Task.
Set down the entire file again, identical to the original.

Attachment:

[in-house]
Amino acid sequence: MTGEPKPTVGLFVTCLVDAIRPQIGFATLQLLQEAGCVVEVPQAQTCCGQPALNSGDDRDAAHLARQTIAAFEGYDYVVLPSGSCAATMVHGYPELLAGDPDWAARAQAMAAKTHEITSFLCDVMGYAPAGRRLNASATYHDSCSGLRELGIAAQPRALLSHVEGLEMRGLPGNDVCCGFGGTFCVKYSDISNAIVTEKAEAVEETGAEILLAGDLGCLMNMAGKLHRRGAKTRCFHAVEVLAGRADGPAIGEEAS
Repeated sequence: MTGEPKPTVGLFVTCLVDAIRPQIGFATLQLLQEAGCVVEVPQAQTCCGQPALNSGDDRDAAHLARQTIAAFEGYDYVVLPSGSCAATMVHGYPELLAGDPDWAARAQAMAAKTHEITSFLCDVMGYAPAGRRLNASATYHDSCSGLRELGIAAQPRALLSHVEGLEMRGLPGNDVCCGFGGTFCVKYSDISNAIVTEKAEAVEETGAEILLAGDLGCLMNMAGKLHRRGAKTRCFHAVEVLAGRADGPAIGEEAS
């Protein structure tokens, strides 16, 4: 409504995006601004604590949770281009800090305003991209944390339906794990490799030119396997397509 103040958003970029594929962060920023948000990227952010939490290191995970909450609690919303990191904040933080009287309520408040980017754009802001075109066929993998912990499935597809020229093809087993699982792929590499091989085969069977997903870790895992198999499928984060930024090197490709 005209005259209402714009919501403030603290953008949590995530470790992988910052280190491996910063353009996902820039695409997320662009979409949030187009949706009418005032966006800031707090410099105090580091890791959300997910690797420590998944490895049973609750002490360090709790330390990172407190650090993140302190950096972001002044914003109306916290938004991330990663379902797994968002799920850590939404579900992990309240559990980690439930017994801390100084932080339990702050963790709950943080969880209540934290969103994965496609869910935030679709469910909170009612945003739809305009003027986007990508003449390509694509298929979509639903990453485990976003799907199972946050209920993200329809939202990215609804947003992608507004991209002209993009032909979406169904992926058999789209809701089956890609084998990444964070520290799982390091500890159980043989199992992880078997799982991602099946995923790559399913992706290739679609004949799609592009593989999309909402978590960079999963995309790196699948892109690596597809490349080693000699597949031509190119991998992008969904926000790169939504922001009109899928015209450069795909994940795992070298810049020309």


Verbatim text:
[in-house]
Amino acid sequence: MTGEPKPTVGLFVTCLVDAIRPQIGFATLQLLQEAGCVVEVPQAQTCCGQPALNSGDDRDAAHLARQTIAAFEGYDYVVLPSGSCAATMVHGYPELLAGDPDWAARAQAMAAKTHEITSFLCDVMGYAPAGRRLNASATYHDSCSGLRELGIAAQPRALLSHVEGLEMRGLPGNDVCCGFGGTFCVKYSDISNAIVTEKAEAVEETGAEILLAGDLGCLMNMAGKLHRRGAKTRCFHAVEVLAGRADGPAIGEEAS
Repeated sequence: MTGEPKPTVGLFVTCLVDAIRPQIGFATLQLLQEAGCVVEVPQAQTCCGQPALNSGDDRDAAHLARQTIAAFEGYDYVVLPSGSCAATMVHGYPELLAGDPDWAARAQAMAAKTHEITSFLCDVMGYAPAGRRLNASATYHDSCSGLRELGIAAQPRALLSHVEGLEMRGLPGNDVCCGFGGTFCVKYSDISNAIVTEKAEAVEETGAEILLAGDLGCLMNMAGKLHRRGAKTRCFHAVEVLAGRADGPAIGEEAS
């Protein structure tokens, strides 16, 4: 409504995006601004604590949770281009800090305003991209944390339906794990490799030119396997397509 103040958003970029594929962060920023948000990227952010939490290191995970909450609690919303990191904040933080009287309520408040980017754009802001075109066929993998912990499935597809020229093809087993699982792929590499091989085969069977997903870790895992198999499928984060930024090197490709 005209005259209402714009919501403030603290953008949590995530470790992988910052280190491996910063353009996902820039695409997320662009979409949030187009949706009418005032966006800031707090410099105090580091890791959300997910690797420590998944490895049973609750002490360090709790330390990172407190650090993140302190950096972001002044914003109306916290938004991330990663379902797994968002799920850590939404579900992990309240559990980690439930017994801390100084932080339990702050963790709950943080969880209540934290969103994965496609869910935030679709469910909170009612945003739809305009003027986007990508003449390509694509298929979509639903990453485990976003799907199972946050209920993200329809939202990215609804947003992608507004991209002209993009032909979406169904992926058999789209809701089956890609084998990444964070520290799982390091500890159980043989199992992880078997799982991602099946995923790559399913992706290739679609004949799609592009593989999309909402978590960079999963995309790196699948892109690596597809490349080693000699597949031509190119991998992008969904926000790169939504922001009109899928015209450069795909994940795992070298810049020309």